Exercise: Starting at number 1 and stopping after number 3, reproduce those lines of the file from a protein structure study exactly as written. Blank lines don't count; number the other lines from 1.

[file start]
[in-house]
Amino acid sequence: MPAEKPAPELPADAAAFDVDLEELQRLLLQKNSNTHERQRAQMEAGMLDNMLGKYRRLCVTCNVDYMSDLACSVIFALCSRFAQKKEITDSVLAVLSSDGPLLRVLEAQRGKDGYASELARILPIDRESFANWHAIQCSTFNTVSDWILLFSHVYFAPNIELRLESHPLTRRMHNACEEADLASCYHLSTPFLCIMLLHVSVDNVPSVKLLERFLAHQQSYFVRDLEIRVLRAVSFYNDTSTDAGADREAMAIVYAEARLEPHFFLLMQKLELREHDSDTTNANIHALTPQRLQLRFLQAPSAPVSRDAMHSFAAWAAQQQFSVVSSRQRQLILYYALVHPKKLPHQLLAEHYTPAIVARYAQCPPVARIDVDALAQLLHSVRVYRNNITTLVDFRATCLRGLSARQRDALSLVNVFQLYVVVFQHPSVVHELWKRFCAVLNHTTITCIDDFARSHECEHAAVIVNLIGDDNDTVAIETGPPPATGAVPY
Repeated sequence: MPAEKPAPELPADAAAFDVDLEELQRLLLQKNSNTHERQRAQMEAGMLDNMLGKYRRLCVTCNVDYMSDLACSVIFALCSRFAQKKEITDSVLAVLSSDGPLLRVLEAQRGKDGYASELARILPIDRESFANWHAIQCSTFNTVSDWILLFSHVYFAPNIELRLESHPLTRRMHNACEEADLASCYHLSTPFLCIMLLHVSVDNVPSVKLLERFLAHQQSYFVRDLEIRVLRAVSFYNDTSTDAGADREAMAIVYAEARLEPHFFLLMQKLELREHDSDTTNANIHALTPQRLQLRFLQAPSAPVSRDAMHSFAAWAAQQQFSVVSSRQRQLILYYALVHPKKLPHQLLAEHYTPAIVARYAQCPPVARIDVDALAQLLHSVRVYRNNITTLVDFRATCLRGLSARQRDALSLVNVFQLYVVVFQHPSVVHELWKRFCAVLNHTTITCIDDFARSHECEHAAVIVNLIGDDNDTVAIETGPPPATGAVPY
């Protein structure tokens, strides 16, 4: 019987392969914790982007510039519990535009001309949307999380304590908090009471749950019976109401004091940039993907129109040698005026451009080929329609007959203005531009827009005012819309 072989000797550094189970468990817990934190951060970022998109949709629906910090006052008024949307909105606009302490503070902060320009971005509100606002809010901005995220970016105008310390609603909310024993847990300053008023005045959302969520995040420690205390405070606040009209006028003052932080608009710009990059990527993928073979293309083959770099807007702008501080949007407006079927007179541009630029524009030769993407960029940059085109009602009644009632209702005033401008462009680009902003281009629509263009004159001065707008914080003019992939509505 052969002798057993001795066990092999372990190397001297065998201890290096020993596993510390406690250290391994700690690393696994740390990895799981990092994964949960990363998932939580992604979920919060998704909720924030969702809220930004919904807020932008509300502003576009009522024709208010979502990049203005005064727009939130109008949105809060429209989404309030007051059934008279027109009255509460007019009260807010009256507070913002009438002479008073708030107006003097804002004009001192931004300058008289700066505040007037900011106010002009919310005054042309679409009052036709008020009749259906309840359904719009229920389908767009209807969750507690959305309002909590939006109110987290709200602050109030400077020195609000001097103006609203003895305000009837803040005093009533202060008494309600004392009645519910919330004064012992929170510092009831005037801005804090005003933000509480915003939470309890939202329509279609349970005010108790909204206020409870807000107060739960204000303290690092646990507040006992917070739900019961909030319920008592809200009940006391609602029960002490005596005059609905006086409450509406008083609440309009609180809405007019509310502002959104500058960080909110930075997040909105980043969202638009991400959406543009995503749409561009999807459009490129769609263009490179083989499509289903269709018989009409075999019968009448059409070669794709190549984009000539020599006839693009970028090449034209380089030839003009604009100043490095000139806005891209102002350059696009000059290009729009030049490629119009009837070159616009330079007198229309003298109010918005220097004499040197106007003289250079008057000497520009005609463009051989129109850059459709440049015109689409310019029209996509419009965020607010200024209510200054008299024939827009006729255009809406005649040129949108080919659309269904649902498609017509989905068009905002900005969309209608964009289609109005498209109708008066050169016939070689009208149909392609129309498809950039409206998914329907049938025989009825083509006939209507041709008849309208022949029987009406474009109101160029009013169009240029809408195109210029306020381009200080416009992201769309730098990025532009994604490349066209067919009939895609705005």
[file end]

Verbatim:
[in-house]
Amino acid sequence: MPAEKPAPELPADAAAFDVDLEELQRLLLQKNSNTHERQRAQMEAGMLDNMLGKYRRLCVTCNVDYMSDLACSVIFALCSRFAQKKEITDSVLAVLSSDGPLLRVLEAQRGKDGYASELARILPIDRESFANWHAIQCSTFNTVSDWILLFSHVYFAPNIELRLESHPLTRRMHNACEEADLASCYHLSTPFLCIMLLHVSVDNVPSVKLLERFLAHQQSYFVRDLEIRVLRAVSFYNDTSTDAGADREAMAIVYAEARLEPHFFLLMQKLELREHDSDTTNANIHALTPQRLQLRFLQAPSAPVSRDAMHSFAAWAAQQQFSVVSSRQRQLILYYALVHPKKLPHQLLAEHYTPAIVARYAQCPPVARIDVDALAQLLHSVRVYRNNITTLVDFRATCLRGLSARQRDALSLVNVFQLYVVVFQHPSVVHELWKRFCAVLNHTTITCIDDFARSHECEHAAVIVNLIGDDNDTVAIETGPPPATGAVPY
Repeated sequence: MPAEKPAPELPADAAAFDVDLEELQRLLLQKNSNTHERQRAQMEAGMLDNMLGKYRRLCVTCNVDYMSDLACSVIFALCSRFAQKKEITDSVLAVLSSDGPLLRVLEAQRGKDGYASELARILPIDRESFANWHAIQCSTFNTVSDWILLFSHVYFAPNIELRLESHPLTRRMHNACEEADLASCYHLSTPFLCIMLLHVSVDNVPSVKLLERFLAHQQSYFVRDLEIRVLRAVSFYNDTSTDAGADREAMAIVYAEARLEPHFFLLMQKLELREHDSDTTNANIHALTPQRLQLRFLQAPSAPVSRDAMHSFAAWAAQQQFSVVSSRQRQLILYYALVHPKKLPHQLLAEHYTPAIVARYAQCPPVARIDVDALAQLLHSVRVYRNNITTLVDFRATCLRGLSARQRDALSLVNVFQLYVVVFQHPSVVHELWKRFCAVLNHTTITCIDDFARSHECEHAAVIVNLIGDDNDTVAIETGPPPATGAVPY